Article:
- Justin Baker
- November 30, 2011
Retransmission timeout and round-trip time metrics can reveal virtual packet loss.
This month's Performance Metric turns to retransmission timeouts (RTOs) and round-trip times, particularly for transactions traveling to virtualized systems. Both high RTOs and high levels of jitter on round-trip times in these instances likely indicate virtual packet loss, a hard-to-detect performance problem that plagues underprovisioned virtual environments.
We've encountered this problem in several customer sites with virtualized application servers. Virtual packet loss is not detected by either hypervisor VM statistics or traditional network monitoring tools. To make matters worse, the problem often manifests itself only intermittently.
For one customer, virtual packet loss took the blush off the rose for a new virtualization project. The Application team had recently migrated an application to a virtualized environment and was now seeing slowness. As the virtualized application servers reported packet loss, the Application team naturally asked the Network team to investigate. Infrastructure monitoring tools, however, did not show any dropped packets on the switch ports or router links. Neither did network engineers find any problems when spot-checking a few flows in a packet sniffer tool.
This problem remained unresolved for several months until the customer engaged ExtraHop in a proof-of-concept trial. Several days after connecting the ExtraHop system to the network, the virtualized application started to inexplicably slow again, showing the usual misleading symptoms of network congestion. The ExtraHop system automatically classifies devices according to role and vendor, among other attributes. By filtering for "vmware" in the device list, for example, IT teams can easily discover all the virtual machines present on the network. Using this selection of devices, our sales engineer quickly navigated to the TCP analysis and pointed out the high RTOs and high levels of jitter on round-trip times, which are indicative of virtual packet loss. The customer referred to their vCenter management console and confirmed that the virtual machines in question were using all available memory and CPU on the host. The solution was relatively simple: move some of the VMs to a less crowded physical host.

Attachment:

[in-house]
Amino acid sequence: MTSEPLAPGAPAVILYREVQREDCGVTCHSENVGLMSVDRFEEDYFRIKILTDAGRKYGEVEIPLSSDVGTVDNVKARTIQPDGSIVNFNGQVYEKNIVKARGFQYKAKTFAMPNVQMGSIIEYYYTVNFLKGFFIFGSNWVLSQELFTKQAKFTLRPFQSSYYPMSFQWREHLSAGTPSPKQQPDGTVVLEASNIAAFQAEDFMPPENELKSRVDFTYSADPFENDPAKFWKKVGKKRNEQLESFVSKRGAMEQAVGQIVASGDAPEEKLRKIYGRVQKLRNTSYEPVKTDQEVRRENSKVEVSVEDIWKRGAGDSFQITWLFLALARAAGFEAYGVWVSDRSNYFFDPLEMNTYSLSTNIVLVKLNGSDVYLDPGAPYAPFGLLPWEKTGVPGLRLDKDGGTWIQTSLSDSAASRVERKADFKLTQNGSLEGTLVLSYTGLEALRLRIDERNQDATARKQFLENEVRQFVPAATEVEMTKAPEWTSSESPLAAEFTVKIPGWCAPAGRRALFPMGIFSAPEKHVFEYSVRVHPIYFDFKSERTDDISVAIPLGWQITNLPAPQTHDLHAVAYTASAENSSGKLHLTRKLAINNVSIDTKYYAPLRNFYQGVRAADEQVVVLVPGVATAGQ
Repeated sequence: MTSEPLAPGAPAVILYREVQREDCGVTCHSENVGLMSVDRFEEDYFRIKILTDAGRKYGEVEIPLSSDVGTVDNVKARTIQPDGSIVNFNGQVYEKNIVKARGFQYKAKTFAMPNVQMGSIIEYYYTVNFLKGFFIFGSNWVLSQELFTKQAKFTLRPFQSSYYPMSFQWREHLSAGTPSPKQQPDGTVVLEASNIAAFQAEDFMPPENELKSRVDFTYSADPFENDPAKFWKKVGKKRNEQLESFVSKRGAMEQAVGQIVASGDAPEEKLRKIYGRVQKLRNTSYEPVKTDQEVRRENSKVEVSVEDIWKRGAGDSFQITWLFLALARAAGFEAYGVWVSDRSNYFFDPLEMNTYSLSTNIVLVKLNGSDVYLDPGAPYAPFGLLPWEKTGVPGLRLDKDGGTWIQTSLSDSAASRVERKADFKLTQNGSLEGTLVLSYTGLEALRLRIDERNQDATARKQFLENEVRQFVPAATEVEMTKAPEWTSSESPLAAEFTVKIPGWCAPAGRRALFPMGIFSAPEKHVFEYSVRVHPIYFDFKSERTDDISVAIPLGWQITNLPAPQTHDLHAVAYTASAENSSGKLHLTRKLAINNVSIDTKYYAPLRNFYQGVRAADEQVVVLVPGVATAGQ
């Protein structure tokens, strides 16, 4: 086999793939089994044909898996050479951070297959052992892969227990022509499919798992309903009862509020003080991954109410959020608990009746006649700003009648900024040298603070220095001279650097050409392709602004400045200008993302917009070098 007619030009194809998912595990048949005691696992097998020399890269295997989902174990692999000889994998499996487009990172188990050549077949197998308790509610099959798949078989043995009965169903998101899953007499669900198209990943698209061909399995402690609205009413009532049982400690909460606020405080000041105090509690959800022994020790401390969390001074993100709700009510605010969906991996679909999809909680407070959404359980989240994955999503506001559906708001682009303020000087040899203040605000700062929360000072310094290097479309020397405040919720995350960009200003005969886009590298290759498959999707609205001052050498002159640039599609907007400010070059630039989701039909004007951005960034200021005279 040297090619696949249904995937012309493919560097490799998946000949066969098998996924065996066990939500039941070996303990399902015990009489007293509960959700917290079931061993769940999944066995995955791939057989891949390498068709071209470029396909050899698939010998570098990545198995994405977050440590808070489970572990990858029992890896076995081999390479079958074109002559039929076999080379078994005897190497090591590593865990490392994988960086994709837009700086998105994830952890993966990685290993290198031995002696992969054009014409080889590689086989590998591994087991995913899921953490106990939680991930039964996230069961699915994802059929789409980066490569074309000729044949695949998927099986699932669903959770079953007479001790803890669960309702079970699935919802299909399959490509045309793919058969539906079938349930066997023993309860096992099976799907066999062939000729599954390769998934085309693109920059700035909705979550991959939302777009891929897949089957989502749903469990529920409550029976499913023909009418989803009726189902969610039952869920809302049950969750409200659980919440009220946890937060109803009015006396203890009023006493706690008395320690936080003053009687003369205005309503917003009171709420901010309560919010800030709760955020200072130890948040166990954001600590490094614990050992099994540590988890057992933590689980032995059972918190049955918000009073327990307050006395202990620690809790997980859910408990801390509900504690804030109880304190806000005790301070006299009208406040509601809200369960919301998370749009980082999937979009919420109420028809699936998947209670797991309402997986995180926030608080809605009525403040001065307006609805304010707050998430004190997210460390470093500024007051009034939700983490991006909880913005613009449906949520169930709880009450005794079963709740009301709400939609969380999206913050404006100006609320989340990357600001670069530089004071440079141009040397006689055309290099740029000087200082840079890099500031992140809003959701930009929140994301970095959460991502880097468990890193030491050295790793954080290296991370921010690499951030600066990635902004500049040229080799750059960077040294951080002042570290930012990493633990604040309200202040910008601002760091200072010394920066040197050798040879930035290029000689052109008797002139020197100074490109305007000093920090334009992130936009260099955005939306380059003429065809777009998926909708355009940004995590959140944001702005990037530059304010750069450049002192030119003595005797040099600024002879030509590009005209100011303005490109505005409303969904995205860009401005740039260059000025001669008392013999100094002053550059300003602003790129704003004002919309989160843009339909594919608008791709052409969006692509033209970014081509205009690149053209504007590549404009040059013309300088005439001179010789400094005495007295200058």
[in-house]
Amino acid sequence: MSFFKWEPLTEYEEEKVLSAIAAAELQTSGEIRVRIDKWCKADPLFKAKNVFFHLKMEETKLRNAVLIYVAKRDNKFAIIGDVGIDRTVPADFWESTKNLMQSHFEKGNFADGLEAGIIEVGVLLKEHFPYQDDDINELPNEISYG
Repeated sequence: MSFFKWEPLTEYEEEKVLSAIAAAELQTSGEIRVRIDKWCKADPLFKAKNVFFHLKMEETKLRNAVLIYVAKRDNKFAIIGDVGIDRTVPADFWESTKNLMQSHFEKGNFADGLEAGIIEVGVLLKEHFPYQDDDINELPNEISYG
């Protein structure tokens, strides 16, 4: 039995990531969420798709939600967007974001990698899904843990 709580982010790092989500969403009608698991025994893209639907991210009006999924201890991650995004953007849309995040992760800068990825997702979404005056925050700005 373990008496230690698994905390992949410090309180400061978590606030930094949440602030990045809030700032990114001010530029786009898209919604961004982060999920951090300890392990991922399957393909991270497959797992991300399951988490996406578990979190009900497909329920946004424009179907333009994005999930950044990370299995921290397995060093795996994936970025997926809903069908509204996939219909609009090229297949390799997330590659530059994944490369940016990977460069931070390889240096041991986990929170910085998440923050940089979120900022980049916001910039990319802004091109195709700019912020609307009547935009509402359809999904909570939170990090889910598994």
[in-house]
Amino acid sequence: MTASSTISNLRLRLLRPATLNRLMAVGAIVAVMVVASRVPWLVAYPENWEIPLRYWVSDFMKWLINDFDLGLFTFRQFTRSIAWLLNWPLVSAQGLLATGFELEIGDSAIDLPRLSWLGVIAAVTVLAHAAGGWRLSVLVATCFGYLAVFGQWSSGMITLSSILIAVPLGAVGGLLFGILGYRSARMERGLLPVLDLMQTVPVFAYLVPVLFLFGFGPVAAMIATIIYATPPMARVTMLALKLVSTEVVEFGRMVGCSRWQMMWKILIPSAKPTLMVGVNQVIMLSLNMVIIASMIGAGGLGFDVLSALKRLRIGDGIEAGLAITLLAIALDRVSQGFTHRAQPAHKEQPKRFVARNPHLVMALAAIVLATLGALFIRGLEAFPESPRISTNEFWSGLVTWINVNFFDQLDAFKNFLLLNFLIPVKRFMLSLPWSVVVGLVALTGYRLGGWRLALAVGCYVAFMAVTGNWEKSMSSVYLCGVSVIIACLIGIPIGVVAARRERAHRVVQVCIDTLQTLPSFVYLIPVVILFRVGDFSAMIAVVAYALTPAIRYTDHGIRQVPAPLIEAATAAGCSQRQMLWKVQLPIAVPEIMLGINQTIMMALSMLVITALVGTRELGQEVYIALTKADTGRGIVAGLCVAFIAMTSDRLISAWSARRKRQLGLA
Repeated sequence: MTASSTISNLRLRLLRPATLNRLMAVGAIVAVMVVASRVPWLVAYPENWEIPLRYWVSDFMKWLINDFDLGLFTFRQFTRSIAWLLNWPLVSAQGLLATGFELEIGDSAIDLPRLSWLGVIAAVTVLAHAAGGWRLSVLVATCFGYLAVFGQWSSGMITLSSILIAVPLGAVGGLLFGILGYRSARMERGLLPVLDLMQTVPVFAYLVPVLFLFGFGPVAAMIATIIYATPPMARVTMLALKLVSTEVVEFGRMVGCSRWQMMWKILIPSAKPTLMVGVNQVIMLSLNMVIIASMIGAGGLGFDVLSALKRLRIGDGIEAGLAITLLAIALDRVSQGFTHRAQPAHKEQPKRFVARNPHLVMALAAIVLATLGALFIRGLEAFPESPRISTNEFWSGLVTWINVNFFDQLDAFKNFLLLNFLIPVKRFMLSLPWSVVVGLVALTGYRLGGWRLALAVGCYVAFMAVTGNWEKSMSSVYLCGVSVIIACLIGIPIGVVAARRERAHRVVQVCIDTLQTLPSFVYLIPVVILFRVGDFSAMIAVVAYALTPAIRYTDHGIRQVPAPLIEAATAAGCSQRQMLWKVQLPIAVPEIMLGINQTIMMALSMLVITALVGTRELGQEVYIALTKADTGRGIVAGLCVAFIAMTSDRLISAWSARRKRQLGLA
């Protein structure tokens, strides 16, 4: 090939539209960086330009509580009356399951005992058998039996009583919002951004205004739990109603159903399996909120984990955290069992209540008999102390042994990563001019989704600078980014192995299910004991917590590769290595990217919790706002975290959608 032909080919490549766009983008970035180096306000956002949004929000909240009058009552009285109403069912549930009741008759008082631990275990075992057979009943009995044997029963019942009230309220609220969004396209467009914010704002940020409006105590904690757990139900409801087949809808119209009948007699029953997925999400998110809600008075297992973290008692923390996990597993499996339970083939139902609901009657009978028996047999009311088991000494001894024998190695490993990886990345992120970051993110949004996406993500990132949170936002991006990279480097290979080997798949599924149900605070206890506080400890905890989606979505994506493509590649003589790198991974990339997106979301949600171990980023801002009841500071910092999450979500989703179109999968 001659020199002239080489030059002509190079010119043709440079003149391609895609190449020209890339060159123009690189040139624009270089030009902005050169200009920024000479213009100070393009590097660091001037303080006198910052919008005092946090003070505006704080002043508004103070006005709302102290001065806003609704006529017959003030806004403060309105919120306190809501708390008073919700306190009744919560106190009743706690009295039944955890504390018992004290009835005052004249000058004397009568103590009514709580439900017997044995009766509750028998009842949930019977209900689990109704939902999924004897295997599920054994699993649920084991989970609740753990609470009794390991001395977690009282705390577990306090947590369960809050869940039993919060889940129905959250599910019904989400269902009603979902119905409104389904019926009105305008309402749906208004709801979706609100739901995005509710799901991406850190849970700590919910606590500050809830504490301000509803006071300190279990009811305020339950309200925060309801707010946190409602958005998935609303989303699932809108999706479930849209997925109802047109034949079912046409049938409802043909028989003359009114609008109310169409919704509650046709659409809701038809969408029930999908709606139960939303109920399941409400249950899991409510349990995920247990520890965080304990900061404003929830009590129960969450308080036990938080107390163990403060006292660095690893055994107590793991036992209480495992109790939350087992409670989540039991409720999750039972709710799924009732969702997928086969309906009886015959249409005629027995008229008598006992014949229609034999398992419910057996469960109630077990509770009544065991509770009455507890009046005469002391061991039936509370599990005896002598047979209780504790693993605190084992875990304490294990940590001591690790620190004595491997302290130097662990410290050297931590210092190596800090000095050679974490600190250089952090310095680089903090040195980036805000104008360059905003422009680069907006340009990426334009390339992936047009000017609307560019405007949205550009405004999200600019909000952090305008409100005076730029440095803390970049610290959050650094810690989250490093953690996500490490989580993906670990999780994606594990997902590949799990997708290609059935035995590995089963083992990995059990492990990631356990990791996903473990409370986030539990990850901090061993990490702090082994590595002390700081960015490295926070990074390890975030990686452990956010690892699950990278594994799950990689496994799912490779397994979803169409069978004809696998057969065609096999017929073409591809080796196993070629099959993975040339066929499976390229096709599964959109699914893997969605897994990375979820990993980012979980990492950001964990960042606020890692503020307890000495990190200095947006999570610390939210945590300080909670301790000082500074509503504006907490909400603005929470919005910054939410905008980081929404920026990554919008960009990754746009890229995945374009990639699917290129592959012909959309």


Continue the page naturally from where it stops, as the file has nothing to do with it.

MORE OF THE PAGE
TCP connection analysis can reveal the indicators of virtual packet loss.
We've written about the causes of virtual packet loss before. In summary, what happens is that CPU oversubscription at the hypervisor level delays the delivery of or acknowledgements for incoming packets. These delays cause the sender to back off its transmission rate as it resends the packets. It's important to note that although the network appears to be congested and losing packets, the network and hypervisor are actually delivering them—the packets are just arriving too late to fit the TCP requirements. See Virtualization Journal for a detailed technical article on virtual packet loss.
Because virtualization obscures traditional performance monitoring techniques, problems such as virtual packet loss are not well understood by many IT professionals. This obstacle likely explains the reluctance of many organizations to migrate their business-critical applications to virtual environments. The ExtraHop system provides a deterministic, objective view that can help companies manage application performance in dynamic virtualized environments. Read our recent white paper explaining why wire data analytics is necessary for virtualization.
Virtual packet loss and other performance-sapping problems can negate some of the benefits of virtualization technology, as well as distract IT Operations teams from tasks that add more direct business value. Want to see how wire data can help diagnose virtual packet loss in your environment? Try the free, interactive ExtraHop demo.